An LGBTQ-friendly book exhibition was held on Sunday in response to the Leisure and Culture Services Department’s decision in June to remove children’s books with LGBTQ themes from library shelves.
The United Front for Open Libraries (UFOL) – composed of around 40 concern groups from LGBTQ advocacy and the cultural sector – organised an “Open Library Day” in Jordan, which drew around 80 participants. The event included talks, discussion panels, storytelling sessions and a display of children’s books.
Last month the Leisure and Cultural Services Department transferred ten children’s books to the public library’s “closed stacks” following a petition by an anti-gay rights group. The UFOL was formed as a reaction to the government’s decision, and earlier held a protest outside the Central Library.
Brian Leung Siu-fai, an organiser for UFOL, said that protests were relatively passive in nature and the Open Library Day was designed as a “more proactive step.”
“We hope to use cultural, more casual methods to promote good [LGBTQ-themed] books to the public,” Leung said. He also told HKFP that the UFOL has not yet been contacted by the government despite their earlier request for a meeting.
Joseph Cho Man-kit, a gender studies lecturer at the Chinese University of Hong Kong, gave a presentation comparing Hong Kong’s library censorship situation to that of Taiwan and the United States. He said that there was a key difference between censorship and selection, and removing books was not an effective way to protect children.
Cho told HKFP that it was “quite obvious” that local anti-gay rights groups borrow their tactics from their overseas counterparts.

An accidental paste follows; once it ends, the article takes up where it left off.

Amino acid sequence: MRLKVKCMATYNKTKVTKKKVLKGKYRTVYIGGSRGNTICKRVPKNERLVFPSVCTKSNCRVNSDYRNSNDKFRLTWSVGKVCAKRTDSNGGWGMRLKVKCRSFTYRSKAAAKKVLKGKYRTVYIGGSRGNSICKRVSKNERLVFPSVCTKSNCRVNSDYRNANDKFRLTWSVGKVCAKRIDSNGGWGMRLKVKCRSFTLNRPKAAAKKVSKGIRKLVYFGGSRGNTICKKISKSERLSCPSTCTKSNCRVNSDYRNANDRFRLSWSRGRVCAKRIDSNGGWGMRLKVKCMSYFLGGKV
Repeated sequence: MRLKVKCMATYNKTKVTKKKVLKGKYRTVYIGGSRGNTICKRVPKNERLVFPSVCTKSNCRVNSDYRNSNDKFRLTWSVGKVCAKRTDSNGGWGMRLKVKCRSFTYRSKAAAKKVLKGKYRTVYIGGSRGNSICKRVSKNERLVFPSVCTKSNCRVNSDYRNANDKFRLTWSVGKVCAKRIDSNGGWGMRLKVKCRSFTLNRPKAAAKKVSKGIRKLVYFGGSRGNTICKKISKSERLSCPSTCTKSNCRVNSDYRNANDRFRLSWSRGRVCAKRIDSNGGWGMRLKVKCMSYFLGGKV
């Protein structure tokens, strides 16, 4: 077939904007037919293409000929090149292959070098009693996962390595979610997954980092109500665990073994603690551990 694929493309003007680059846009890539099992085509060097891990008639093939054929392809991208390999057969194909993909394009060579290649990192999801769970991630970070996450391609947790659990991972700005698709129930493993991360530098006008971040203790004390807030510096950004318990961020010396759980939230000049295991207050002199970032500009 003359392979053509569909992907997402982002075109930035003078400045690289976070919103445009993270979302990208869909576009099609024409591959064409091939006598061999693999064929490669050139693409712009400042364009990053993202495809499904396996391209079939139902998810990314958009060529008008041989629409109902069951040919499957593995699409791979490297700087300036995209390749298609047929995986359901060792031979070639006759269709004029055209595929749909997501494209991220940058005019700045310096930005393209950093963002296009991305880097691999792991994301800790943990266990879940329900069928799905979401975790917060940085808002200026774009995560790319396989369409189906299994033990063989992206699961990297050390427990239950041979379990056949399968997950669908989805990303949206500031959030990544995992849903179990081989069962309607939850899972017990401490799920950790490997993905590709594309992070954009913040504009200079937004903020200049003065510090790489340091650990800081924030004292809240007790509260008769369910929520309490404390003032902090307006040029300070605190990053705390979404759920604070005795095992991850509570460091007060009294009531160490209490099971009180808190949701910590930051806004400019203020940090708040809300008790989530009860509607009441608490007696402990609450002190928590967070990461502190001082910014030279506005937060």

“They wouldn’t go to the library and go through the books one by one – how would they know a specific book [had LGBTQ content]? It is very likely they made their complaints based on lists of books they found online,” Cho said.
He added that, in other countries, similar cases are often resolved through lawsuits, but their legal systems are dissimilar and it is unclear how Hong Kong’s courts would rule.
The event also featured discussion panels with writers, illustrators, publishers and parents. Some guest speakers expressed concerns that the government’s attitude will affect the creative freedom of local artists.
“Why does the government have the authority to categorise books into different tiers?… Once we have a precedent like this, I’m worried the government has another method to decide which people can read which books,” said illustrator KongKee.
Bookstore manager Fifi, who is also a parent, said that it was important for parents to explain LGBTQ issues to their children.
“This topic is relevant for parents because your children may be part of the LGBTQ community, and they need to know how to feel about themselves,” she said.
“If you are really worried about those books, why not go and read them first? They may surprise you.”